Tag Archives: mixed media

self portrait as ghost / mixed media

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ok that was fun. I  had an inspiration to draw myself with white and silver oil paint sticks on watercolor paper then use the same blue watercolor all over top of the paint sticks to see if I could make a transparent effect. The oil paint sticks resist the watercolor. I hope it looks ghostly. If it’s working I might use the effect again some time.

As I was doing this, I wondered if there’s a face morphing program that an artist could use to make a ghostly look. I saw an app that could put your face on a hot dog! It was a scream! I think I remember the beginning of face morph programming. Was it when Michael Jackson did his video where he sang, doesn’t matter if you’re black or white? He had good looking people of different races and sexes blending into each other. Now you can do it too. Those guys who code computers have to be geniuses.

Do computer programs have an imagination? Would they give you a ghost if they weren’t programmed to have a ghost as an option? I think they are limited to what the programmer could put in which isn’t the whole brain of an artist. They have a limited number of choices to work with for the creative process, where my brain has limited experience, but more than an app. As always, feel free to opine.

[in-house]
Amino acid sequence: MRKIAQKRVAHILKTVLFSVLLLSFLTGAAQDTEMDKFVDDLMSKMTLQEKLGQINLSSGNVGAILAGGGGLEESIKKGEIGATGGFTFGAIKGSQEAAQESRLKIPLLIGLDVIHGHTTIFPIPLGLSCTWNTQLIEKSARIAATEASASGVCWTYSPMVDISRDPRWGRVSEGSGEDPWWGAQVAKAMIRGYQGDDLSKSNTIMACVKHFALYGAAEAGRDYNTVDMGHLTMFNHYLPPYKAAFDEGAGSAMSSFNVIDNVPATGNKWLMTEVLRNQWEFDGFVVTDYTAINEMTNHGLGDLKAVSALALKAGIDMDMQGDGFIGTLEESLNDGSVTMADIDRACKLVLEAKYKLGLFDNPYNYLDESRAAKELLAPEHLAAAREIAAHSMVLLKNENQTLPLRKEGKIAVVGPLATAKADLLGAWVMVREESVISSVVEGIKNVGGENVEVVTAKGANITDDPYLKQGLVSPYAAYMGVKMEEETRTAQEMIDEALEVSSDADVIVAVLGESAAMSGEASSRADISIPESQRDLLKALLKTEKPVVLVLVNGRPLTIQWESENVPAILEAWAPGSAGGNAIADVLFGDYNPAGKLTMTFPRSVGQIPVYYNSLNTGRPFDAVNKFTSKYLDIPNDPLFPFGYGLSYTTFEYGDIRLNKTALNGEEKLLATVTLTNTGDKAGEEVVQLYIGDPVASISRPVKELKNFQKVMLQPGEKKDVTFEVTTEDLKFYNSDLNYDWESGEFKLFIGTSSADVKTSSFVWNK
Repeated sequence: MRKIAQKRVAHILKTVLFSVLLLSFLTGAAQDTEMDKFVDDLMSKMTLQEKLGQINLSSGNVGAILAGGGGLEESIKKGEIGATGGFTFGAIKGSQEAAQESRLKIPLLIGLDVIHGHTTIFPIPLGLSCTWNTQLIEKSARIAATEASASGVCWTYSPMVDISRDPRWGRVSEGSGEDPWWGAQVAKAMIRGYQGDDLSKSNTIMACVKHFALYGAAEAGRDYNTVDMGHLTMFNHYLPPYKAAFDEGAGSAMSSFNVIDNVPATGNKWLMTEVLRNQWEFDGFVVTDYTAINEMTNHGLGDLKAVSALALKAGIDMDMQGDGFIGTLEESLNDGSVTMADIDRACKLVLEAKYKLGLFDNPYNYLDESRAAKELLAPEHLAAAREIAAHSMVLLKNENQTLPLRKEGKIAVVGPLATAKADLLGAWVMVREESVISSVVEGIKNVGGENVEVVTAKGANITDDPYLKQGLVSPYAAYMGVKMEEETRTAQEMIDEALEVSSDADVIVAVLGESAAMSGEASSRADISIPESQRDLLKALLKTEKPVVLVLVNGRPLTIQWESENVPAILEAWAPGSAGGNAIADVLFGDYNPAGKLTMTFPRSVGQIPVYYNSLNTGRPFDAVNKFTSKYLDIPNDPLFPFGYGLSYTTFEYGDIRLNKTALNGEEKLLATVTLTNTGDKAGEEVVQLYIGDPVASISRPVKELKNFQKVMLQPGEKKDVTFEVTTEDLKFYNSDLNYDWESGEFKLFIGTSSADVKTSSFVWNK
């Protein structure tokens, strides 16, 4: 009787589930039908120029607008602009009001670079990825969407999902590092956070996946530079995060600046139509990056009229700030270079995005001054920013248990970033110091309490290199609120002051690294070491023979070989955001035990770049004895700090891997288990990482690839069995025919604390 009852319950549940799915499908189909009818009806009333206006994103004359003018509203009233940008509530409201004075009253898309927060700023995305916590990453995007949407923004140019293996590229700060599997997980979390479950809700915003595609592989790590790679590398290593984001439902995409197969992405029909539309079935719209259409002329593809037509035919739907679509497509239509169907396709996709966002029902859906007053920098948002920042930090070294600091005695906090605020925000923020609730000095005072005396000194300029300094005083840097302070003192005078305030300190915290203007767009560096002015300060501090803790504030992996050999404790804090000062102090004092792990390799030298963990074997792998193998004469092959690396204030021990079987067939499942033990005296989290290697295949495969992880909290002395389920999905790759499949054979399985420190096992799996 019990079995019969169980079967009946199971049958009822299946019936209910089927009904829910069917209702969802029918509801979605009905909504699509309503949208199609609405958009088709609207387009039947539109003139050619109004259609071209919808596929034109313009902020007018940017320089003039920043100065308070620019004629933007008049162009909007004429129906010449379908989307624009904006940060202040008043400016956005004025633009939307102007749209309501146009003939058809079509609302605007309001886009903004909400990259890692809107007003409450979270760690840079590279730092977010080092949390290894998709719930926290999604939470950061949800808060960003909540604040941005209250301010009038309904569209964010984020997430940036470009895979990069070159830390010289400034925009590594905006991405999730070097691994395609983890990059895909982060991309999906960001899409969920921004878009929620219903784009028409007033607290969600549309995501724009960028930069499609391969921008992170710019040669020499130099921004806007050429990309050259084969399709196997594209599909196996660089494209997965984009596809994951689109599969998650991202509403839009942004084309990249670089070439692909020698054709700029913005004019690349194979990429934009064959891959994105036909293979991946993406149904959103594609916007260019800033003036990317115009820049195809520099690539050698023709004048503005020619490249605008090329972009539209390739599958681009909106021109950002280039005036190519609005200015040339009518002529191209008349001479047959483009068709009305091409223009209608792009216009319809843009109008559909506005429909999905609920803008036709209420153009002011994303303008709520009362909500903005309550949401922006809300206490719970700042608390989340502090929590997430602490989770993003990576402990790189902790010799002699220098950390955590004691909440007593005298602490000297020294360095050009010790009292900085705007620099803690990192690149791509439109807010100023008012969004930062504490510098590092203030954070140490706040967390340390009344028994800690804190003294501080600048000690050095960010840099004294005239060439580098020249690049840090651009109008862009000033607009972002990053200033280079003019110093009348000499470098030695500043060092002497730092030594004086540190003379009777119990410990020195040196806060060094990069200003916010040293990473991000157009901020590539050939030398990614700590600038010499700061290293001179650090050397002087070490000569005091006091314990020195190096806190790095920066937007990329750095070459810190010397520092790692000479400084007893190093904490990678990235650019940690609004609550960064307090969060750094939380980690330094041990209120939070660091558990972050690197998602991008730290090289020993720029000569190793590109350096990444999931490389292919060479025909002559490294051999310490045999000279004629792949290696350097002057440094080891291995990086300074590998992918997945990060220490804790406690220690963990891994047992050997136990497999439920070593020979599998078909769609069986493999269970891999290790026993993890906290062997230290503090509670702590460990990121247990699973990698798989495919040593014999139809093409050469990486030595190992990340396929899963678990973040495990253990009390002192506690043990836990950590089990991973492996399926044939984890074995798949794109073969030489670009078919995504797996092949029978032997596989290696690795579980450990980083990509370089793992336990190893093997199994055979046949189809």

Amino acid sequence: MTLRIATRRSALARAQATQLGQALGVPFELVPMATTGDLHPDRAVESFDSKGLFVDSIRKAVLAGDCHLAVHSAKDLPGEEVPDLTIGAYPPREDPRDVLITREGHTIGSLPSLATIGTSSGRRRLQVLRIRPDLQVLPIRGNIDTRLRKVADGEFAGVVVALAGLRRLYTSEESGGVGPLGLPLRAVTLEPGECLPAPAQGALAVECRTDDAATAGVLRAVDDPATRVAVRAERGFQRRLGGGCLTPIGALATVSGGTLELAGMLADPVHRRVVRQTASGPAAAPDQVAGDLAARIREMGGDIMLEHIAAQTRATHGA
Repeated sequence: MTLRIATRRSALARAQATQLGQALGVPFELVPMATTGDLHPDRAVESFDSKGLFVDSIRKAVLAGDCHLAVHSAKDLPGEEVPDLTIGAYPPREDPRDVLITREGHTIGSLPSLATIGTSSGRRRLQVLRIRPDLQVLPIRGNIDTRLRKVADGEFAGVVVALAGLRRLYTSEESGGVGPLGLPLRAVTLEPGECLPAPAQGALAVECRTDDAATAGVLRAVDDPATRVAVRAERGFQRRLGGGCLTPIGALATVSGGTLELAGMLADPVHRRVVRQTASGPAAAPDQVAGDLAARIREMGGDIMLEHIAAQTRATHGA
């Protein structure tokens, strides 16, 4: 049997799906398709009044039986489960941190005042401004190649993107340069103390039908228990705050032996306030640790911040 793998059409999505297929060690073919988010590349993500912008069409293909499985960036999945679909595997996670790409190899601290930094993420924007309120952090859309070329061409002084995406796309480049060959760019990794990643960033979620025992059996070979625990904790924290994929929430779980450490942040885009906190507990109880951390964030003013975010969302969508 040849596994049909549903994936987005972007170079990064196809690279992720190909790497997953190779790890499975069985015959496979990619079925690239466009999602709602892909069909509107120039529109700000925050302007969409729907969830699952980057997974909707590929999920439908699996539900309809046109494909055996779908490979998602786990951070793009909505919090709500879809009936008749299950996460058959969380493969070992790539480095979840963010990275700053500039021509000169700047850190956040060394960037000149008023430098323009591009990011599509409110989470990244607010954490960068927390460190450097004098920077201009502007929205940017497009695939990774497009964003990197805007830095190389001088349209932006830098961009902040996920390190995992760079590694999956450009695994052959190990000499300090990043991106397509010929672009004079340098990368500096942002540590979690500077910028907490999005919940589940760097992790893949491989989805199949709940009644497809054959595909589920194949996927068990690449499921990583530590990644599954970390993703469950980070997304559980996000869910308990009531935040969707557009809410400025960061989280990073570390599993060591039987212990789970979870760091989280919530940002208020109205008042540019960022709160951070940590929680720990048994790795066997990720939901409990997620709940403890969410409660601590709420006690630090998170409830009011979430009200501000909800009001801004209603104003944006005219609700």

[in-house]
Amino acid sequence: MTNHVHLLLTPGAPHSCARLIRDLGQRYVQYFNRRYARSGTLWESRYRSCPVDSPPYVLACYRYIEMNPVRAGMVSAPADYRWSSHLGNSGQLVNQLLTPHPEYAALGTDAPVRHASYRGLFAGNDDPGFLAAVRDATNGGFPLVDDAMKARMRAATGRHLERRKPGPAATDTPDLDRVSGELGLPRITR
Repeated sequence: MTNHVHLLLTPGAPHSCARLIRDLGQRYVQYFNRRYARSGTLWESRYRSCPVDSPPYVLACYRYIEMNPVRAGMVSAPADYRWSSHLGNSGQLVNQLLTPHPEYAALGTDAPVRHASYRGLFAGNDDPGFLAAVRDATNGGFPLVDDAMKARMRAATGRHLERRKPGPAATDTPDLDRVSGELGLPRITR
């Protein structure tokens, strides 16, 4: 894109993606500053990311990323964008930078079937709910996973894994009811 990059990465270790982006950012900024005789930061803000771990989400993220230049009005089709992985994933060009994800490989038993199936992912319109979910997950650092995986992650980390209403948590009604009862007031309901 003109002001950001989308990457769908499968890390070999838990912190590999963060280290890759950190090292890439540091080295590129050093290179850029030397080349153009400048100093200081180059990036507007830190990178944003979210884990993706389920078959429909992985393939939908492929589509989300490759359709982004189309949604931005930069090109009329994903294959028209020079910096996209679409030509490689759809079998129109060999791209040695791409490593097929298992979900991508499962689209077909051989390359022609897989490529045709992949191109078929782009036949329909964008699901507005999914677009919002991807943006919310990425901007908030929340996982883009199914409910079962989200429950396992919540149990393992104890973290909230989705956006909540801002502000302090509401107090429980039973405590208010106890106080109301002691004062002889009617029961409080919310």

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Daffodils / mixed media

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I’m not crazy about the yellows I got with my oil paint sticks for this one. I hoped it would look yellower on a violet background. They’re still too green. I might try again with pastels next time it doesn’t rain. But I saw some other plants blooming that I also want to sketch so I’m not sure if I’ll continue sketching daffodils or just wait until next year and do a painting of them.

Today when I got back to my car in the parking lot at the botanical garden, I saw a squirrel sitting at my front tire with something big and white in its mouth. When I got in the car the squirrel ran over to the trees but came right back. I sat there for a few minutes getting my things together for my next stop and the squirrel came back to my car. I heard this scratching sound under my car and got out to look. The squirrel ran away but came back and started scratching again so I started the car and he only went about 15 ft. from the car then came back. I inched forward and saw him going to the trees. I wonder what he was stealing off my car. That was weird.

Orchid / mixed media